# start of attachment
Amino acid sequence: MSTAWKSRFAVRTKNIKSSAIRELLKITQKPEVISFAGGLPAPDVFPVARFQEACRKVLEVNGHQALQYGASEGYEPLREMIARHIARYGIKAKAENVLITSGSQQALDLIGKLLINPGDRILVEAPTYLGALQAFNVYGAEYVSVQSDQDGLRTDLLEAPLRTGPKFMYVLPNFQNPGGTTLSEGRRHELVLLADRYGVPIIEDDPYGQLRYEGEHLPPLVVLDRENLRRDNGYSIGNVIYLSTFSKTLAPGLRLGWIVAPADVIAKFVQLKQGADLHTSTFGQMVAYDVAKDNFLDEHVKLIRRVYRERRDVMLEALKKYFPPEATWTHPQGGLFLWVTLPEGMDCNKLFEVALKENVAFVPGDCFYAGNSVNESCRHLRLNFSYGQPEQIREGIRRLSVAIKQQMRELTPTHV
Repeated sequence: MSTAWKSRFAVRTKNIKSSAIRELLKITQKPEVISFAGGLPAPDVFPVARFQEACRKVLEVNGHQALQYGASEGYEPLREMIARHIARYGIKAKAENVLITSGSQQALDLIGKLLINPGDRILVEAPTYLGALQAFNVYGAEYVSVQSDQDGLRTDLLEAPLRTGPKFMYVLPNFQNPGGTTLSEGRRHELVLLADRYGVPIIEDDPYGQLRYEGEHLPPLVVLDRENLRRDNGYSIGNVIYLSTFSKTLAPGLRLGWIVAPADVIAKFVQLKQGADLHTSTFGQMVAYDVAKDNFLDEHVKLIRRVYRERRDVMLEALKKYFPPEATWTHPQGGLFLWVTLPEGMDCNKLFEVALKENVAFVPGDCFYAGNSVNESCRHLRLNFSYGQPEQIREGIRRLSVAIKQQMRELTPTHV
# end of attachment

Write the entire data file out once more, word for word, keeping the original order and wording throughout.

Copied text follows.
Amino acid sequence: MSTAWKSRFAVRTKNIKSSAIRELLKITQKPEVISFAGGLPAPDVFPVARFQEACRKVLEVNGHQALQYGASEGYEPLREMIARHIARYGIKAKAENVLITSGSQQALDLIGKLLINPGDRILVEAPTYLGALQAFNVYGAEYVSVQSDQDGLRTDLLEAPLRTGPKFMYVLPNFQNPGGTTLSEGRRHELVLLADRYGVPIIEDDPYGQLRYEGEHLPPLVVLDRENLRRDNGYSIGNVIYLSTFSKTLAPGLRLGWIVAPADVIAKFVQLKQGADLHTSTFGQMVAYDVAKDNFLDEHVKLIRRVYRERRDVMLEALKKYFPPEATWTHPQGGLFLWVTLPEGMDCNKLFEVALKENVAFVPGDCFYAGNSVNESCRHLRLNFSYGQPEQIREGIRRLSVAIKQQMRELTPTHV
Repeated sequence: MSTAWKSRFAVRTKNIKSSAIRELLKITQKPEVISFAGGLPAPDVFPVARFQEACRKVLEVNGHQALQYGASEGYEPLREMIARHIARYGIKAKAENVLITSGSQQALDLIGKLLINPGDRILVEAPTYLGALQAFNVYGAEYVSVQSDQDGLRTDLLEAPLRTGPKFMYVLPNFQNPGGTTLSEGRRHELVLLADRYGVPIIEDDPYGQLRYEGEHLPPLVVLDRENLRRDNGYSIGNVIYLSTFSKTLAPGLRLGWIVAPADVIAKFVQLKQGADLHTSTFGQMVAYDVAKDNFLDEHVKLIRRVYRERRDVMLEALKKYFPPEATWTHPQGGLFLWVTLPEGMDCNKLFEVALKENVAFVPGDCFYAGNSVNESCRHLRLNFSYGQPEQIREGIRRLSVAIKQQMRELTPTHV